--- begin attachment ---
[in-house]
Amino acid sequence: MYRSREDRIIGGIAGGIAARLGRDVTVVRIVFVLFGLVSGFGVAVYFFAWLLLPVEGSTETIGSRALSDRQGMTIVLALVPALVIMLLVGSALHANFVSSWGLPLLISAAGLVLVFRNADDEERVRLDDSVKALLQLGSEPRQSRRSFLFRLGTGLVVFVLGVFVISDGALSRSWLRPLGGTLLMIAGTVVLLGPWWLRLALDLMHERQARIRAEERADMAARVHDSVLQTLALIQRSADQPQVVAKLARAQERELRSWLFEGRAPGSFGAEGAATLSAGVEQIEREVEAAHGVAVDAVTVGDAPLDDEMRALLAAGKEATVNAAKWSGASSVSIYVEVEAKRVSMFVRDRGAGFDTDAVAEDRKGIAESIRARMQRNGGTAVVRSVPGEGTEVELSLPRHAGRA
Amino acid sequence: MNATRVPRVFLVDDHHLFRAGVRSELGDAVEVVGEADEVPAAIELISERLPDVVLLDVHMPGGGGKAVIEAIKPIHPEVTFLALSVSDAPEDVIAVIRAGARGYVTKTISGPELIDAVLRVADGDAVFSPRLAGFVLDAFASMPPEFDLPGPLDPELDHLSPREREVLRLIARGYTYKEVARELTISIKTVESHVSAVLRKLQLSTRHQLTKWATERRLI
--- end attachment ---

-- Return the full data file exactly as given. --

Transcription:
[in-house]
Amino acid sequence: MYRSREDRIIGGIAGGIAARLGRDVTVVRIVFVLFGLVSGFGVAVYFFAWLLLPVEGSTETIGSRALSDRQGMTIVLALVPALVIMLLVGSALHANFVSSWGLPLLISAAGLVLVFRNADDEERVRLDDSVKALLQLGSEPRQSRRSFLFRLGTGLVVFVLGVFVISDGALSRSWLRPLGGTLLMIAGTVVLLGPWWLRLALDLMHERQARIRAEERADMAARVHDSVLQTLALIQRSADQPQVVAKLARAQERELRSWLFEGRAPGSFGAEGAATLSAGVEQIEREVEAAHGVAVDAVTVGDAPLDDEMRALLAAGKEATVNAAKWSGASSVSIYVEVEAKRVSMFVRDRGAGFDTDAVAEDRKGIAESIRARMQRNGGTAVVRSVPGEGTEVELSLPRHAGRA
Amino acid sequence: MNATRVPRVFLVDDHHLFRAGVRSELGDAVEVVGEADEVPAAIELISERLPDVVLLDVHMPGGGGKAVIEAIKPIHPEVTFLALSVSDAPEDVIAVIRAGARGYVTKTISGPELIDAVLRVADGDAVFSPRLAGFVLDAFASMPPEFDLPGPLDPELDHLSPREREVLRLIARGYTYKEVARELTISIKTVESHVSAVLRKLQLSTRHQLTKWATERRLI